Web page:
Terry Eskenazi, LNC INSERM U960, Ecole Normale Supérieure, Paris, France

Social influences on metacognitive evaluations I

Social influences on decisions and behaviour have long been studied, however little is known whether metacognitive processes are also susceptible to social influence. In a set of experiments we addressed this question using non-verbal social cues that convey implicit or explicit feedback. Participants made a perceptual decision before receiving the social cue, and then provided a metacognitive evaluation by means a post-decision confidence rating. Behavioural experiments revealed an impact of social feedback on decision confidence, even when the feedback was implicit and entirely unreliable, at the expense of metacognitive accuracy. We also found that this social influence on decision confidence can scale with the number of social sources providing feedback. To explore the neural underpinnings of the link between social feedback and metacognitive evaluations we conducted an fMRI study and specifically asked if valuations of social feedback, and the associated neural response, change as a function of one’s initial level of confidence. Preliminary analyses indicate a parametric relationship between decision confidence and response to feedback, and implicate posterior medial frontal cortex (pMFC), a region that has been linked to reward processing and conformity behaviour. Altogether our results indicate a tight link between metacognition and processing of social information, which could, in turn, imply a critical role for metacognition in social learning.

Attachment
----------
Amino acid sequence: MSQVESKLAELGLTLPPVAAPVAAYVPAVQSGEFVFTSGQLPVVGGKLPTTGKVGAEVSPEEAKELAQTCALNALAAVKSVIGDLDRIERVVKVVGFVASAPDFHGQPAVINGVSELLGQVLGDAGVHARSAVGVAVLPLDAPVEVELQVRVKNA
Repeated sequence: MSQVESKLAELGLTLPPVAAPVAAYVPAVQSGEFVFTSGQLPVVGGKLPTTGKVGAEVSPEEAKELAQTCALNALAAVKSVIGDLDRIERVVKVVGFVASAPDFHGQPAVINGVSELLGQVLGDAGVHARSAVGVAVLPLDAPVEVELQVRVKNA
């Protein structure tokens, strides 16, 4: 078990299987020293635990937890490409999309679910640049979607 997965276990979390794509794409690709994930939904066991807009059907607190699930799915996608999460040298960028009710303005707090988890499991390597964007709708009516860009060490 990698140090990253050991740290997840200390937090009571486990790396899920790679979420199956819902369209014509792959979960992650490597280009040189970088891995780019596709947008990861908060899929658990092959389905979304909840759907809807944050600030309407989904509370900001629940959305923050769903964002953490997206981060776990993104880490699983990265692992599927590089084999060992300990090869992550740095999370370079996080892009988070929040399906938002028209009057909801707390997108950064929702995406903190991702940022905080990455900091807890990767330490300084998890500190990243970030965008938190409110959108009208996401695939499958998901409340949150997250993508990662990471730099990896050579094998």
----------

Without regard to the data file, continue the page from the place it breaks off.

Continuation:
Benoit Montalan, Laboratoire de Psychologie et Neurosciences EA 4699, Normandie Université, France

Social influences on metacognitive evaluations II: An ERP study.

In an EEG study we investigated the neurophysiological processes underlying the social susceptibility of metacognitive evaluations. We recorded ERPs while the participants performed a 2AFC task, which was followed by the presentation of a face randomly gazing directly at the participant or towards either of the response alternatives. Participants were misled in believing that the observed gaze direction reflected a previous participant’s response. The results confirmed our previous findings: participants aligned their confidence judgements as a function of the information provided by the social cue. Moreover, we found an amplified early posterior negativity (EPN) in response to averted gaze (i.e. positive or negative feedback). EPN is a component related to the motivational relevance of a stimulus, which may reflect the “epistemic meaning” attributed to the social cue while making metacognitive evaluations. However, further investigations are needed to determine precisely the functional role of this component in metacognitive monitoring.